Tuesday, August 24, 2010

Article For Funeral News


Susan Boyle Chooses Her Own Funeral Song

Although only 49, Scottish singer Susan Boyle has revealed the song she would like to have played at her funeral one day. "It would have to be 'Nellie the Elephant'. She packed her trunk and said goodbye to the circus. 
You've got to leave them laughing. Funerals don't have to be sad. Peter Sellers made them smile with 'In the Mood' ' so I could do it with 'Nellie the Elephant'."

Boyle went on to say she would like to make the congregation laugh at her funeral when she passes away and thinks the children's novelty track would be the perfect choice to make mourners smile.
Boyle shot to fame last year when her appearance on Britain’s Got Talent became an internet sensation. She later went on to win the competition and release a number one CD, I Dreamed a Dream.

More and more celebrities are reportedly planning aspects of their own funerals, or even the entire ceremony. Actress Brittany Murphy’s husband Simon Monjack died in May 2010, just five months after her unexpected death. He pre-arranged his burial site to be next to his late wife at Forest Lawn in Los Angeles. Music at the service included a recording of Monjack playing piano while Murphy sang.

Reality star Jade Goody began planning her funeral as her cancer worsened. She died in 2009, at the age of 27.

It’s not just for the famous. Many funeral planners report an increase in this type of personal planning. Some clients choose the music they would like played, while others pre-arrange everything about the service from the flowers to the casket to the family’s thank you notes to be sent out afterward.

This growing trend is reflected in the many online sites designed to help people plan their own funerals. It doesn’t have to be morbid. Many of these sites cater to baby boomers who have a sense of humor about the process, and want to keep it light. This is apparent by their slogans. www.mywonderfullife.com reminds us, “You only get one chance to make a last impression”, and at www.myfunkyfuneral.com, they claim to “put the fun back in funeral”.

-Alicia King

Author of Sorry For Your Loss: What People Who Are Grieving Wish You Knew

Tuesday, August 17, 2010

First Review!!

The following just in from Holly Gleason, a social critic, songwriter, pop commentator and music critic whose work has appeared in ROLLING STONE, THE LA TIMES, CREEM, PLAYBOY, THE OXFORD AMERICAN, NO DEPRESSION, HARP, PASTE, THE NY TIMES, HUFFINGTON POST and INTERVIEW, to name a few.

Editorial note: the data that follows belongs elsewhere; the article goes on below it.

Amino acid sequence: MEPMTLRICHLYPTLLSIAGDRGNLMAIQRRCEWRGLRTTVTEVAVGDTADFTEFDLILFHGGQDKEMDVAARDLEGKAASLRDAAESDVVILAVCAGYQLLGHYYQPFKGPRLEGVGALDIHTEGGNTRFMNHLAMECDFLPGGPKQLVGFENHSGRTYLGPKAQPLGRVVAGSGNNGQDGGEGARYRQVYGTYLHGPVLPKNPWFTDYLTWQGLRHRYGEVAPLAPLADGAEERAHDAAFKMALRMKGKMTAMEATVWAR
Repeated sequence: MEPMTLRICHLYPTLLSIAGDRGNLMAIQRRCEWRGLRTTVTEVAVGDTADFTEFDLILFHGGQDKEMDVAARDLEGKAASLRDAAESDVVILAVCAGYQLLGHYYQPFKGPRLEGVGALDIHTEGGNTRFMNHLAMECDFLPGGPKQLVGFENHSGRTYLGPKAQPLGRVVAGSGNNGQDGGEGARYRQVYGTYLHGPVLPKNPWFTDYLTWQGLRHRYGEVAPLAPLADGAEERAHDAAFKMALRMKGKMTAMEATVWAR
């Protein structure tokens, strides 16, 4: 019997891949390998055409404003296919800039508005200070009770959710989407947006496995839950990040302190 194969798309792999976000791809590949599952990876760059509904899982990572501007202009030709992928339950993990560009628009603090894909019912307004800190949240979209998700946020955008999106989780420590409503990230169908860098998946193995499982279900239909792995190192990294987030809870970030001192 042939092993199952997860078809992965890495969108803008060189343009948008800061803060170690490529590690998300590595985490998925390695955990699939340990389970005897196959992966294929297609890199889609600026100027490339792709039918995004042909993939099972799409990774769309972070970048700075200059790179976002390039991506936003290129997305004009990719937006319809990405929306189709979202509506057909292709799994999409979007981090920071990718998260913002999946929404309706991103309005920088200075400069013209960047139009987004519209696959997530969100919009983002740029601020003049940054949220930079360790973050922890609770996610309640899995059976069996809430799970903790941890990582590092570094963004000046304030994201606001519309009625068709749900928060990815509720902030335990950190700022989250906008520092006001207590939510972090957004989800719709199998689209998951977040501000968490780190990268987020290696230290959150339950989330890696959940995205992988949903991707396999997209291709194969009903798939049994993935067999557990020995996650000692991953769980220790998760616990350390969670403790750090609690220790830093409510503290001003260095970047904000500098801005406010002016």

"Grief is so singular, not just to the person, but the individual death, knowing the right thing to do confuses, overwhelms and sometimes even drives those who care away. Alicia King is no stranger to the disorienting pain of losing people she loves -- and that empathy informs a concise, clear how-to book for anyone trying to help someone else cope with a major loss.
"Stressing how different each case is, practical in both adapatability suggestions and insight into the varying forms of grief, Sorry For Your Loss: What People Who Are Grieving Wish You Knew will increase comfort and even more importantly, greatly reduce missteps, faux pas and the awkward feeling of not knowing what to do."
-- Holly Gleason
The Yummy List

Saturday, August 14, 2010

Good News, Bad News

I got a song idea while in the shower yesterday and ran downstairs in a towel to grab my guitar. As I hit the final landing, I saw the UPS guy walk up to my porch. (We have window panels that run the length of the front door on both sides.) I immediately turned and ran back up, but it was too late. There was eye contact. Now, you should know I had a huge towel wrapped around me, but still. Awkward. What are the chances musical inspiration would strike right as Mr. What-Can-Brown-Do-For-You arrived?

Obviously, this was the bad news. The good news is what was in the package! The sharp and hard-working (while impossibly young and pretty) Laura Morris (Publicity and Mktg Mgr for Turner Pub) had sent a few advance copies of the book! Like galleys, only bound and same format as the book, they are used to generate interest and for review purposes.

Sure, the title will be different in the final product, but this was tangible proof. It's happening. It's coming out. Maybe people will buy it, read it, talk about it. Talk about grief, and how we can better support each other through it. Exactly what I've been hoping for and working toward.

That just sounds like a big bunch of good news.

P.S. I now keep my guitar upstairs.

When someone dies, (other than attending the service), I do this for the family-